Something that’s impacted the entirety of the All-New, All-Different Marvel is that their comics have, for the most part, felt incredibly nondescript and amorphous. Everything they put out feels like just another generic superhero story, there’s almost nothing even close to bordering on the thrilling espionage stories of Iron Man Director of S.H.I.E.L.D. or Brubaker’s Captain America, the all-ages comedy fair of Groot, or the off-beat superhero sitcom that was Matt Fraction’s Hawkeye. Black Knight is easily the worst offender of the bunch, taking a character so overtly rooted in the tropes, history, and visuals of high fantasy comics and turning his book into another superhero filler adventure. It honestly feels like Black Knight is going out of its way to lack all identity or idiosyncrasy given how much it has to drain to the cool craziness out of the Weirdworld setting. Weirdworld, for the record, is one of the only Marvel comics now that feels like something other than another attempt to fill the time from cradle to grave with Marvel Cinematic Universe branded characters acting out the most stock and basic superhero plot imaginable. Black Knight even trumps former lord of squandered potential Devil Dinosaur and Moon Girl by resorting to a “hero vs. hero” plot, because apparently if it worked once 10 years ago Marvel will just keep doing it over and over again; just look at Civil War II.

The artwork, which might’ve redeemed some of this, is pretty bad all around. It’s this weird blend of rubbery, cartoon action man physicality with overly detailed and sketchy figures that just don’t work at all. Every page feels crowded and unfocused with so many panels the eye has no idea where to focus. The coloring is pretty bad as well, to the point the book actually starts to hurt your eyes after a while. This is mainly due to how dark and muddy everything looks, especially the hot colors like yellow and red. It doesn’t help that the book is full up with crowd and group shots that are so detailed and darkly colors it’s incredibly hard to make out what you’re looking at so you’re left constantly straining yourself to make out what’s happening.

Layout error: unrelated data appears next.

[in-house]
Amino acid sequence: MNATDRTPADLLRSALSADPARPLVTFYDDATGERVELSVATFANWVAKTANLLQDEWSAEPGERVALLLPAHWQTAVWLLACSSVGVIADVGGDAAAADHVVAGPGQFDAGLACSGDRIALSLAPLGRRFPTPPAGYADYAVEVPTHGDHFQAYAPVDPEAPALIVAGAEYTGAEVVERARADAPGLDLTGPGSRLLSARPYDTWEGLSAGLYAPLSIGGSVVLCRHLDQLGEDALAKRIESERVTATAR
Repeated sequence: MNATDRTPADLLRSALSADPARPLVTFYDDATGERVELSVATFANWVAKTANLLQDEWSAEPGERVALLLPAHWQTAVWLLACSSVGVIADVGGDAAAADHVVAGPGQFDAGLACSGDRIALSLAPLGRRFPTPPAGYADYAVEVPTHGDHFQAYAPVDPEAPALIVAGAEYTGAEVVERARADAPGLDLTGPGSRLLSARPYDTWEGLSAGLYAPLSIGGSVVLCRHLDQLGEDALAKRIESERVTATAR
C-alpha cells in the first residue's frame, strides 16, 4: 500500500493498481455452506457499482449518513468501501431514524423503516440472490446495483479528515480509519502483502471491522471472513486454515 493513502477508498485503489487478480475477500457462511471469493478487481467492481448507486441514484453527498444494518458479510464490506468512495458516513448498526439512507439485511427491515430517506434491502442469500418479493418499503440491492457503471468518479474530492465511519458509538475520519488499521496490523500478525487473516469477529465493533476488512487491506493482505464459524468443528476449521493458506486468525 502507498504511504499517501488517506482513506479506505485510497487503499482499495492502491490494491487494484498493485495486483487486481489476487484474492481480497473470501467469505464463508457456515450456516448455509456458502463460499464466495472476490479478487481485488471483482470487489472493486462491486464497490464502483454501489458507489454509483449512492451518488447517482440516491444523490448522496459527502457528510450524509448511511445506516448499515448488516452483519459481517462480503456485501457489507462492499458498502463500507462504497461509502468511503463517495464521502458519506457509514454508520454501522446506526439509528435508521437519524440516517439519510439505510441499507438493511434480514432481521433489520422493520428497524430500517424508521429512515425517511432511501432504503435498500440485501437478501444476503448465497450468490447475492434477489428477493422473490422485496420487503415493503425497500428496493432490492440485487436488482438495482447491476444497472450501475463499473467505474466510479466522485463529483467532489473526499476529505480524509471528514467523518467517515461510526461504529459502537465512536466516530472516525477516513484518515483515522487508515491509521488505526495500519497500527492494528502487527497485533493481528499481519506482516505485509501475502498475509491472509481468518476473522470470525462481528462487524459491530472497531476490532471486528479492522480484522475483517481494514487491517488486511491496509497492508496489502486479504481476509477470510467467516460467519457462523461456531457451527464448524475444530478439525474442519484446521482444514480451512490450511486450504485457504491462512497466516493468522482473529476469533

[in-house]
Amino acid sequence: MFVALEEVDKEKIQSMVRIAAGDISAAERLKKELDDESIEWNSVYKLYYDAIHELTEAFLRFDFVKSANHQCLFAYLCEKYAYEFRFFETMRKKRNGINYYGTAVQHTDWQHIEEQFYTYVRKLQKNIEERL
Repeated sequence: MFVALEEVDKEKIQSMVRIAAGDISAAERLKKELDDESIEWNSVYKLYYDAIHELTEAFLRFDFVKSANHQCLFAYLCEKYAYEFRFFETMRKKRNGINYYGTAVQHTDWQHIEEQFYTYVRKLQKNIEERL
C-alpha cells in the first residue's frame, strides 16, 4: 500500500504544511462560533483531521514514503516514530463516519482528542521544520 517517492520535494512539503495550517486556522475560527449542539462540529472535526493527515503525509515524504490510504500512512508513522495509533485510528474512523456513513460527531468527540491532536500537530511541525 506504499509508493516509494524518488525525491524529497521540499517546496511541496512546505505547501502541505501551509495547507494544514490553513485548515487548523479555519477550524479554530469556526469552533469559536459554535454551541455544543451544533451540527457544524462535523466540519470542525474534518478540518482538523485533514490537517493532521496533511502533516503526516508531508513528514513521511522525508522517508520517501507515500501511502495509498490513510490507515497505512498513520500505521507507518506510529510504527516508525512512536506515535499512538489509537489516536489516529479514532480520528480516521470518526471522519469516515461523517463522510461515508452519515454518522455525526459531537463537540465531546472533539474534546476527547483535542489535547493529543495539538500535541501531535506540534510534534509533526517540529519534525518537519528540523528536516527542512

The worst thing about Black Knight is that it’s not even as bad as it might seem from all the problems with it. No, if the comic was truly awful that might require an artistic core or deeper identity and Black Knight doesn’t have those. What it does have is cameos and cross promotions all slathered over a dull, empty, paint-by-numbers superhero plot like the comic book equivalent of spreading mayonnaise on white bread. There’s just no part of the book that suggest anyone working on it or editing it cared or though this comic would matter in 6 months time so why should we, the audience? Maybe that should be the slogan of this Marvel branding initiative, instead of “All-New, All-Different” how about “We Don’t Care, And It Shows.”


About The Author Former Contributor

Former Contributor